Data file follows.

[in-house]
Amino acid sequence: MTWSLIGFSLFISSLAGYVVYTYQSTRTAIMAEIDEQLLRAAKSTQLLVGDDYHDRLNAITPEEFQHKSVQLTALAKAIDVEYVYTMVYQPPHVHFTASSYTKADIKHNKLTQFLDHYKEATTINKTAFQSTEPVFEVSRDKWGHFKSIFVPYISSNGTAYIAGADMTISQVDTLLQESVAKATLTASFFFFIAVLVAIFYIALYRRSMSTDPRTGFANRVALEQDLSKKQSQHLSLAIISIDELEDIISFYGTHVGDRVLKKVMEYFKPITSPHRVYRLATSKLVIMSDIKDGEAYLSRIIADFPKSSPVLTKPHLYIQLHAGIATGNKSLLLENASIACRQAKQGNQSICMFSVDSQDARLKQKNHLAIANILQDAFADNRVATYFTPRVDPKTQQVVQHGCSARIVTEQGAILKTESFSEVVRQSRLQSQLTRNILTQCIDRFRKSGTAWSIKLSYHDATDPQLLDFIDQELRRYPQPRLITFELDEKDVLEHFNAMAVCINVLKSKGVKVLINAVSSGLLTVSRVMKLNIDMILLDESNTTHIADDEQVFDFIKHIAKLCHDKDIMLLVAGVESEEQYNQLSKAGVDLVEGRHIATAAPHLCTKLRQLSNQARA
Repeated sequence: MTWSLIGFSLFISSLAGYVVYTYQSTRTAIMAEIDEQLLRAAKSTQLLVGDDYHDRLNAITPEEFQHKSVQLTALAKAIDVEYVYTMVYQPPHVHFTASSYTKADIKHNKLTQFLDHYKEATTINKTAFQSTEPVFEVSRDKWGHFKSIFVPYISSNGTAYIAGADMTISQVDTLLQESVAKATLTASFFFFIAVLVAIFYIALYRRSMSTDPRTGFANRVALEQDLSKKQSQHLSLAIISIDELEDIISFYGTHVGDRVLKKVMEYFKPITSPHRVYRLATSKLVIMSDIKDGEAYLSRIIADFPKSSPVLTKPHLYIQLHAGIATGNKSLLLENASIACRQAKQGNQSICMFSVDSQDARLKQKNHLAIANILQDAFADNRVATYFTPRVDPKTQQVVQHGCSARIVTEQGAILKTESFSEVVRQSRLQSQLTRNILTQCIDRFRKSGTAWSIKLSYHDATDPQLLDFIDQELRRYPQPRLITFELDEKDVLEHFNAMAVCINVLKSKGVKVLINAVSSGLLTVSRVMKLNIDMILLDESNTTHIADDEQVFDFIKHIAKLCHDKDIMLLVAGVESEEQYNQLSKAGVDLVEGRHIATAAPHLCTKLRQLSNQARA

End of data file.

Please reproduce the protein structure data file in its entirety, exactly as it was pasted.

[in-house]
Amino acid sequence: MTWSLIGFSLFISSLAGYVVYTYQSTRTAIMAEIDEQLLRAAKSTQLLVGDDYHDRLNAITPEEFQHKSVQLTALAKAIDVEYVYTMVYQPPHVHFTASSYTKADIKHNKLTQFLDHYKEATTINKTAFQSTEPVFEVSRDKWGHFKSIFVPYISSNGTAYIAGADMTISQVDTLLQESVAKATLTASFFFFIAVLVAIFYIALYRRSMSTDPRTGFANRVALEQDLSKKQSQHLSLAIISIDELEDIISFYGTHVGDRVLKKVMEYFKPITSPHRVYRLATSKLVIMSDIKDGEAYLSRIIADFPKSSPVLTKPHLYIQLHAGIATGNKSLLLENASIACRQAKQGNQSICMFSVDSQDARLKQKNHLAIANILQDAFADNRVATYFTPRVDPKTQQVVQHGCSARIVTEQGAILKTESFSEVVRQSRLQSQLTRNILTQCIDRFRKSGTAWSIKLSYHDATDPQLLDFIDQELRRYPQPRLITFELDEKDVLEHFNAMAVCINVLKSKGVKVLINAVSSGLLTVSRVMKLNIDMILLDESNTTHIADDEQVFDFIKHIAKLCHDKDIMLLVAGVESEEQYNQLSKAGVDLVEGRHIATAAPHLCTKLRQLSNQARA
Repeated sequence: MTWSLIGFSLFISSLAGYVVYTYQSTRTAIMAEIDEQLLRAAKSTQLLVGDDYHDRLNAITPEEFQHKSVQLTALAKAIDVEYVYTMVYQPPHVHFTASSYTKADIKHNKLTQFLDHYKEATTINKTAFQSTEPVFEVSRDKWGHFKSIFVPYISSNGTAYIAGADMTISQVDTLLQESVAKATLTASFFFFIAVLVAIFYIALYRRSMSTDPRTGFANRVALEQDLSKKQSQHLSLAIISIDELEDIISFYGTHVGDRVLKKVMEYFKPITSPHRVYRLATSKLVIMSDIKDGEAYLSRIIADFPKSSPVLTKPHLYIQLHAGIATGNKSLLLENASIACRQAKQGNQSICMFSVDSQDARLKQKNHLAIANILQDAFADNRVATYFTPRVDPKTQQVVQHGCSARIVTEQGAILKTESFSEVVRQSRLQSQLTRNILTQCIDRFRKSGTAWSIKLSYHDATDPQLLDFIDQELRRYPQPRLITFELDEKDVLEHFNAMAVCINVLKSKGVKVLINAVSSGLLTVSRVMKLNIDMILLDESNTTHIADDEQVFDFIKHIAKLCHDKDIMLLVAGVESEEQYNQLSKAGVDLVEGRHIATAAPHLCTKLRQLSNQARA